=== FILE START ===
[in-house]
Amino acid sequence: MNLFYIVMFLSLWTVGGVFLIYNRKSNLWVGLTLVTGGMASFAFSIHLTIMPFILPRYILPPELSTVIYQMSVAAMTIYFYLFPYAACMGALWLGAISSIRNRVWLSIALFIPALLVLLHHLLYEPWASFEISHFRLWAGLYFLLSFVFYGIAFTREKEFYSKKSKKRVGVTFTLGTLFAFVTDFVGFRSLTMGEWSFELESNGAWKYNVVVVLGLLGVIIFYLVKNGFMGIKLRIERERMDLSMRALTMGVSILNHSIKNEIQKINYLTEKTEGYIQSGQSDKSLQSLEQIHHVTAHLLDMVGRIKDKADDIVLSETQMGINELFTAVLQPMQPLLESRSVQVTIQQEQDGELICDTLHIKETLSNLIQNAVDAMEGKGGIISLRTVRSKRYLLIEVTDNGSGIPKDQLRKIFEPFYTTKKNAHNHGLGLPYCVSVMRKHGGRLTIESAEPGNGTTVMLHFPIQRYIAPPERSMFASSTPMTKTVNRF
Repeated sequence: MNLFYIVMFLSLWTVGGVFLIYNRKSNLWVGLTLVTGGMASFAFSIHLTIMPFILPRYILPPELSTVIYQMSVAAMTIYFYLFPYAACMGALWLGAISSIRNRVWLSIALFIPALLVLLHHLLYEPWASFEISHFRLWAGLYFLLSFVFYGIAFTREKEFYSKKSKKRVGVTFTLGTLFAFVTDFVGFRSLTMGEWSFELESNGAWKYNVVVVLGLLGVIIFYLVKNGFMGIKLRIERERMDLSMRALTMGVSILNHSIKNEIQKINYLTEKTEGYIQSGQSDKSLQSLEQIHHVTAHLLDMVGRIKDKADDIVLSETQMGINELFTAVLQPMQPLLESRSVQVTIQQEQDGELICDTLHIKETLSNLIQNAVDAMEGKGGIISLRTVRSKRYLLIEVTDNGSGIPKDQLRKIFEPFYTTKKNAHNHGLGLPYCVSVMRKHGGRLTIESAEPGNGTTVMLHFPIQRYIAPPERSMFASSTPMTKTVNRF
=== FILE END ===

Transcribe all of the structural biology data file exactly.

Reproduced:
[in-house]
Amino acid sequence: MNLFYIVMFLSLWTVGGVFLIYNRKSNLWVGLTLVTGGMASFAFSIHLTIMPFILPRYILPPELSTVIYQMSVAAMTIYFYLFPYAACMGALWLGAISSIRNRVWLSIALFIPALLVLLHHLLYEPWASFEISHFRLWAGLYFLLSFVFYGIAFTREKEFYSKKSKKRVGVTFTLGTLFAFVTDFVGFRSLTMGEWSFELESNGAWKYNVVVVLGLLGVIIFYLVKNGFMGIKLRIERERMDLSMRALTMGVSILNHSIKNEIQKINYLTEKTEGYIQSGQSDKSLQSLEQIHHVTAHLLDMVGRIKDKADDIVLSETQMGINELFTAVLQPMQPLLESRSVQVTIQQEQDGELICDTLHIKETLSNLIQNAVDAMEGKGGIISLRTVRSKRYLLIEVTDNGSGIPKDQLRKIFEPFYTTKKNAHNHGLGLPYCVSVMRKHGGRLTIESAEPGNGTTVMLHFPIQRYIAPPERSMFASSTPMTKTVNRF
Repeated sequence: MNLFYIVMFLSLWTVGGVFLIYNRKSNLWVGLTLVTGGMASFAFSIHLTIMPFILPRYILPPELSTVIYQMSVAAMTIYFYLFPYAACMGALWLGAISSIRNRVWLSIALFIPALLVLLHHLLYEPWASFEISHFRLWAGLYFLLSFVFYGIAFTREKEFYSKKSKKRVGVTFTLGTLFAFVTDFVGFRSLTMGEWSFELESNGAWKYNVVVVLGLLGVIIFYLVKNGFMGIKLRIERERMDLSMRALTMGVSILNHSIKNEIQKINYLTEKTEGYIQSGQSDKSLQSLEQIHHVTAHLLDMVGRIKDKADDIVLSETQMGINELFTAVLQPMQPLLESRSVQVTIQQEQDGELICDTLHIKETLSNLIQNAVDAMEGKGGIISLRTVRSKRYLLIEVTDNGSGIPKDQLRKIFEPFYTTKKNAHNHGLGLPYCVSVMRKHGGRLTIESAEPGNGTTVMLHFPIQRYIAPPERSMFASSTPMTKTVNRF